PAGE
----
All so true. Nothing lasts anymore. I remember as a kid we had a bucket-a-day device we used for hot water. When my parents got there first hot water heater I was about 10 years old. I moved on with my life as I aged, but at one time when visiting my mother after my dad passed away and I was well into my 60's, I noticed she still had that original hot water heater that I remembered as a kid. Try that with todays hot water heaters. Totally off subject, just had to throw that in.
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Re: Rust and Rot

Postby Hawaiian Whore » Wed May 24, 2017 1:45 pm

so why hasn't anyone plastidipped their frame? As soon as mine gets back up, that's what I plan on doing... I don't live anywhere near salt caked roads, but i'd rather be safe than sorry...
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Re: Rust and Rot

Postby red cube » Mon May 29, 2017 8:33 pm

Unless you've completely cleaned (i.e. chemically, with complete rinse) your frame, Plastidip will seal in any residual nasties and probably won't stop any damage. My Tacoma's frame rotted from the inside out, due to closed areas that couldn't be cleaned once crud got inside. Some rather thin gauge sections like the trans crossmember flexed enough that I wouldn't trust Plastidip not to flake off. If you were building a brand new frame, then yes, Plastidip or epoxy coating would be the way to go.
IMG_1862.jpg

Saying that, a frame supplier providing upgraded paint wouldn't cost the OEMs that much more. Most OEMs don't make their own frames anymore, they farm it out to suppliers, who would be happy to supply a superior product, if the OEMs would pay for it. It does amaze me that certain companies, knowing that their trucks' frames have had chronic rust issues for decades, don't do anything to fix it. Yes, I know, what's important to someone in Michigan isn't what's important to someone in Florida or Hawaii. But guess what: my AC condenser has stone damage. I'm pretty sure that Florida and Hawaii have stones as well..

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for Lo! I am Isuzu: consumer of fuel and harbinger of rust;
Look upon my tires, ye potholes, and despair!
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Re: Rust and Rot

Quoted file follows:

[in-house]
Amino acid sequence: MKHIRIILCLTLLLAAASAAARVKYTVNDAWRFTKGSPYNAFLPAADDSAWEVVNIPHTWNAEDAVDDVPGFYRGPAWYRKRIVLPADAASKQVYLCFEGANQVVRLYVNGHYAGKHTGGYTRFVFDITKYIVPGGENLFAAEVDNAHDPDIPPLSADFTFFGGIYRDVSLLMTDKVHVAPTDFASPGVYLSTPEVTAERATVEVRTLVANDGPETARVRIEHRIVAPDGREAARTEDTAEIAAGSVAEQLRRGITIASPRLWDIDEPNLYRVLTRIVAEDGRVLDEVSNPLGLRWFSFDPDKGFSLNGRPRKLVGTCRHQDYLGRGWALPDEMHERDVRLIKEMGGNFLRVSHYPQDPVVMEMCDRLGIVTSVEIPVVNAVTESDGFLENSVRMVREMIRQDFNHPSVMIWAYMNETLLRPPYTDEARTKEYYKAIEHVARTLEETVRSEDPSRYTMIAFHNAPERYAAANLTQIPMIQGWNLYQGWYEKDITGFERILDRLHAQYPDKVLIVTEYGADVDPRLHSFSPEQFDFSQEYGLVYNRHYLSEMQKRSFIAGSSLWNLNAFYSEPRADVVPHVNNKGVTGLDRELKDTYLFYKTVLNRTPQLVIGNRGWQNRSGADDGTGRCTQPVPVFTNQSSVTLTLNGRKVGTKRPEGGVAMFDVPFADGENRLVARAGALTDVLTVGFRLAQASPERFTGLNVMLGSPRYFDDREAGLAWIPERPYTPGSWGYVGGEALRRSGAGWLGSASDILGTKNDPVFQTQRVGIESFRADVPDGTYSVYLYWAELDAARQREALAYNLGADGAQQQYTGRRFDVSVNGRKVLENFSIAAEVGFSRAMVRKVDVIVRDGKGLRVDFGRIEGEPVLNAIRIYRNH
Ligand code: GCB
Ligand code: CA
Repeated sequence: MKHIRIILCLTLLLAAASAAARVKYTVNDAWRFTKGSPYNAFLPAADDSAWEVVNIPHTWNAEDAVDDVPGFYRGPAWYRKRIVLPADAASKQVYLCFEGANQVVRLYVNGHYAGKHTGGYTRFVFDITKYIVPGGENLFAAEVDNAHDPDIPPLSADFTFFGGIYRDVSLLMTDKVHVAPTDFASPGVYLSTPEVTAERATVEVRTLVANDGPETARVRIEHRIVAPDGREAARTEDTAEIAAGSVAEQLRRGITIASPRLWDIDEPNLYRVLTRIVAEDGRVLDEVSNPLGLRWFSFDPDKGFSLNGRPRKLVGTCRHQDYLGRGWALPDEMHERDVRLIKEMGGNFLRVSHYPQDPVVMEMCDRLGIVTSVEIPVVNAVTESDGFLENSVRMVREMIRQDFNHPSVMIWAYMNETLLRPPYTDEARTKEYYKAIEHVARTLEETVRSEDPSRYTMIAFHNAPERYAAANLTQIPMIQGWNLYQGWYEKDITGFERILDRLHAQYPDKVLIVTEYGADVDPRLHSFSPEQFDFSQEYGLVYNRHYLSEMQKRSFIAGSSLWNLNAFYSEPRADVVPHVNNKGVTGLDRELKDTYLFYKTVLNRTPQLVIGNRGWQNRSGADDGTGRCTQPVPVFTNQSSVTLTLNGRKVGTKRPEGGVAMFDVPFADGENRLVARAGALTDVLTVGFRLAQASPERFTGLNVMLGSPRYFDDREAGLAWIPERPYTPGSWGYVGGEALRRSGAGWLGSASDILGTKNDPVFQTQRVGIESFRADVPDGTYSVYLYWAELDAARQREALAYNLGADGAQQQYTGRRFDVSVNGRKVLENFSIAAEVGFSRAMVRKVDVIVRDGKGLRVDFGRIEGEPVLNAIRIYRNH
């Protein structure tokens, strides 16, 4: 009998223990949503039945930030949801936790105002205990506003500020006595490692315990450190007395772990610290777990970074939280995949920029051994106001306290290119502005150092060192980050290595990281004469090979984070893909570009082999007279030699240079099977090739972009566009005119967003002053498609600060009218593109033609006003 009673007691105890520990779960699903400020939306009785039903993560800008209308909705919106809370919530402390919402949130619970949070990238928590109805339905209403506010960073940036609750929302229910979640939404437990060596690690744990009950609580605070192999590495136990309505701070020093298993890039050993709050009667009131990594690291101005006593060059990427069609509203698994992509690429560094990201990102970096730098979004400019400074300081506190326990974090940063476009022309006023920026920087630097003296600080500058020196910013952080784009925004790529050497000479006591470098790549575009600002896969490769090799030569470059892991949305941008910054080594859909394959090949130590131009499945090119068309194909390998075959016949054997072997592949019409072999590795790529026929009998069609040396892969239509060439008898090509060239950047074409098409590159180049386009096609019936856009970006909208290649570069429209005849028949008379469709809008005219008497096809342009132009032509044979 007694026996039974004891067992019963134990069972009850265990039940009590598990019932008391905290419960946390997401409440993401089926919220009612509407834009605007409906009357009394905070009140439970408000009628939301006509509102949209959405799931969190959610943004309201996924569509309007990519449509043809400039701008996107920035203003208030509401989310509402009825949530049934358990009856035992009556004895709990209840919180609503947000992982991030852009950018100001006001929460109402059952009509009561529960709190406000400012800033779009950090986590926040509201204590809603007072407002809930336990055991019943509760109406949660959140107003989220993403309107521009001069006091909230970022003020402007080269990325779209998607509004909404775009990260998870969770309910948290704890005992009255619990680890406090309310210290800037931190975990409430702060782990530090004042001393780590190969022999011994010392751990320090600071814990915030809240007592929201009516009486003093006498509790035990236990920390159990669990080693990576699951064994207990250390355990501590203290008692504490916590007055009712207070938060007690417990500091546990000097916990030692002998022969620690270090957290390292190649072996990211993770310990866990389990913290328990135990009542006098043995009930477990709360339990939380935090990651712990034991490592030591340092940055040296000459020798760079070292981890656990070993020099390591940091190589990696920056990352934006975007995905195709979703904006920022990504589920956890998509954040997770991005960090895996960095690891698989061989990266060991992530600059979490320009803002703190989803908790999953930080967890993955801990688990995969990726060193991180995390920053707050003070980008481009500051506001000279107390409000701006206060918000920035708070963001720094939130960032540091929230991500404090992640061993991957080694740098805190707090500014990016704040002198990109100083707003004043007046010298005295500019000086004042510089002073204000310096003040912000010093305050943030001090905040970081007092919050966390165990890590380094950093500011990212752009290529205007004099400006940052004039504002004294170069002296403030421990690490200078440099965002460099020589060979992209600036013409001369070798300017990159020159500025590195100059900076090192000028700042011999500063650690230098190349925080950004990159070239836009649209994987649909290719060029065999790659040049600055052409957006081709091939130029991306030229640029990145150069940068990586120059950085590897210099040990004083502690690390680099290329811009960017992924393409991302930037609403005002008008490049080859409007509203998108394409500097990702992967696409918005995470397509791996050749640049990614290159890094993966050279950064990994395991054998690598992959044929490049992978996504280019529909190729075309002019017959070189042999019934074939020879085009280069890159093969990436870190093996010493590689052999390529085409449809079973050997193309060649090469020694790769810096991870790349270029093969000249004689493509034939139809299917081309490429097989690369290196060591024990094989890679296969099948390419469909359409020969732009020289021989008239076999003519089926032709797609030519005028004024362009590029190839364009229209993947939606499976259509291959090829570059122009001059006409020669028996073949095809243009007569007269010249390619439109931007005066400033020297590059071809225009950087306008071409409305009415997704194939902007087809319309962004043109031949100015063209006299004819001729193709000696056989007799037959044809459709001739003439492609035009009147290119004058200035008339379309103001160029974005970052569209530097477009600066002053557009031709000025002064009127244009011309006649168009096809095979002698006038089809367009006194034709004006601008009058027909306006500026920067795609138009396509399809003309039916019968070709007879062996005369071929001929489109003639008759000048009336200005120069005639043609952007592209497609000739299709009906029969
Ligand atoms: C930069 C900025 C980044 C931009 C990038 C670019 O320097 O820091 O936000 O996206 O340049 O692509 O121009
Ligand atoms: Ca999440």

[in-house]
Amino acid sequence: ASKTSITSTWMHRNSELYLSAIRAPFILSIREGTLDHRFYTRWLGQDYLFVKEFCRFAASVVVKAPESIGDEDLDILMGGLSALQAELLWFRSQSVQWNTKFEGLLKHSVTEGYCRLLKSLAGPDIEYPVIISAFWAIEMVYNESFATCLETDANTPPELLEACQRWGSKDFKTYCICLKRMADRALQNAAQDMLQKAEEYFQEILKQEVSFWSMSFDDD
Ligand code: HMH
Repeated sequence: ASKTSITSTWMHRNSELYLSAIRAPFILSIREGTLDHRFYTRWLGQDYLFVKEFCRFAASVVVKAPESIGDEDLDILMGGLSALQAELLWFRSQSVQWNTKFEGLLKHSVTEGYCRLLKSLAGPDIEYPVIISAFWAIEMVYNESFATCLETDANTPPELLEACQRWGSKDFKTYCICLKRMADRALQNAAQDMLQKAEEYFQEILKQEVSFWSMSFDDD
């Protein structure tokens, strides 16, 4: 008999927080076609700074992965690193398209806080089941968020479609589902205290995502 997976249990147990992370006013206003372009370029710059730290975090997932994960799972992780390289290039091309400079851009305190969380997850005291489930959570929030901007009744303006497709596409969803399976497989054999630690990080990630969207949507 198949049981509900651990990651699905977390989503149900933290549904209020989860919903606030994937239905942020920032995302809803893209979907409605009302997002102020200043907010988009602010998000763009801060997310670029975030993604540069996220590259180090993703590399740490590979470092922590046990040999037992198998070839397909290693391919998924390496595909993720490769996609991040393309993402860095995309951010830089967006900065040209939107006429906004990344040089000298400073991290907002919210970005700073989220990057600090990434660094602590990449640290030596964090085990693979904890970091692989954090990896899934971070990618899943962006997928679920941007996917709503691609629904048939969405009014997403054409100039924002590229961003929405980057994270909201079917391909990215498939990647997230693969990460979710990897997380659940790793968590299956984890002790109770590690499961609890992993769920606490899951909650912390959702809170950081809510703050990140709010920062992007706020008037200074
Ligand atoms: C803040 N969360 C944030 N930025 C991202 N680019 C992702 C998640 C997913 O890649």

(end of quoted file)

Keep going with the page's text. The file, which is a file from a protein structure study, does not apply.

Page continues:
Postby gwana66 » Thu Jun 01, 2017 1:13 pm

In Florida, we have bugs big enough to damage condensers and cause paint chips...but they do add a protective layer to chrome.
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Re: Rust and Rot

Postby itsmehb » Sat Jun 03, 2017 7:14 am

gwana66 wrote:In Florida, we have bugs big enough to damage condensers and cause paint chips...but they do add a protective layer to chrome.


Ouch, if your on a motorcycle.
1990 Amigo, 2.3 5 speed (sold)
1991 Pick up (long gone)
2000 Amigo, 2.2 5 speed(sold)
1985 Trooper 1.9 4 speed (sent back to KS)
1989 Trooper RS 2.6 5 spd. Red

We get too soon old and too late smart!
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Re: Rust and Rot

Postby DSUZU » Sat Jun 03, 2017 9:19 am

itsmehb wrote:
gwana66 wrote:In Florida, we have bugs big enough to damage condensers and cause paint chips...but they do add a protective layer to chrome.


Ouch, if your on a motorcycle.

And I tend to mostly ride with an open face helmet. Many years ago, I'm headed one direction, the wasp was going the opposite direction. Stung me right on the mouth. Not fun. Dennis
1991 LS Trooper 2.8 V6 5 speed conversion (Sold)
1989 LS Spacecab 2.6 5 speed 4x4 manual hubs, Rodeo torsion bars, extended shackles, 2" lift, K&N airfilter (drop in), dump bed conversion, burgundy interior change, warn brush bar.
Previously owned: 1987 Trooper II LS, 1989 Trooper (parts only), 1994 Trooper 3.2 Auto, 1997 Rodeo 2.6 5 speed, 1993 shortbed pickup 2.3 (project - sold) 1992 Rodeo 4x4 LS (parts car, devoured by Spacecab needs) plus some 70 plus other non Isuzu vehicles over the years.

http://forum.planetisuzoo.com/viewtopic.php?f=15&t=64060

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Re: Rust and Rot

Postby Von » Sat Jun 03, 2017 9:50 am

DSUZU wrote:
itsmehb wrote:
gwana66 wrote:In Florida, we have bugs big enough to damage condensers and cause paint chips...but they do add a protective layer to chrome.


Ouch, if your on a motorcycle.

And I tend to mostly ride with an open face helmet. Many years ago, I'm headed one direction, the wasp was going the opposite direction. Stung me right on the mouth. Not fun. Dennis


Big bugs and motorcycles... yuck! If there was a market for bug guts I'd have been rich!
Saw a friend of mine bail off his Wide Glide with a shirt full of yellow jackets. Left his bike laying on the side of the road while he stripped and slapped at them.

I was at a bar after a benefit run and saw a couple I knew arguing as they got off their bike. Apparently he had seen a big bug headed for him and ducked... smacked her right in the face and she smacked him in the back of the head... Him: What the hell was THAT for?!? Her: Don't you EVER duck! You're supposed to take the hit so I won't!

Big bugs... one more thing I don't miss about riding..
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1965 Ford Fairlane 500 Sports Coupe 289 & 4 speed (some assembly required)
1968 Kaiser M715, Chevy 350/700r4, stock NP200 and 5.87 gears... prepping for Ford 390/T-18/divorced NP205 transplant.. .just because.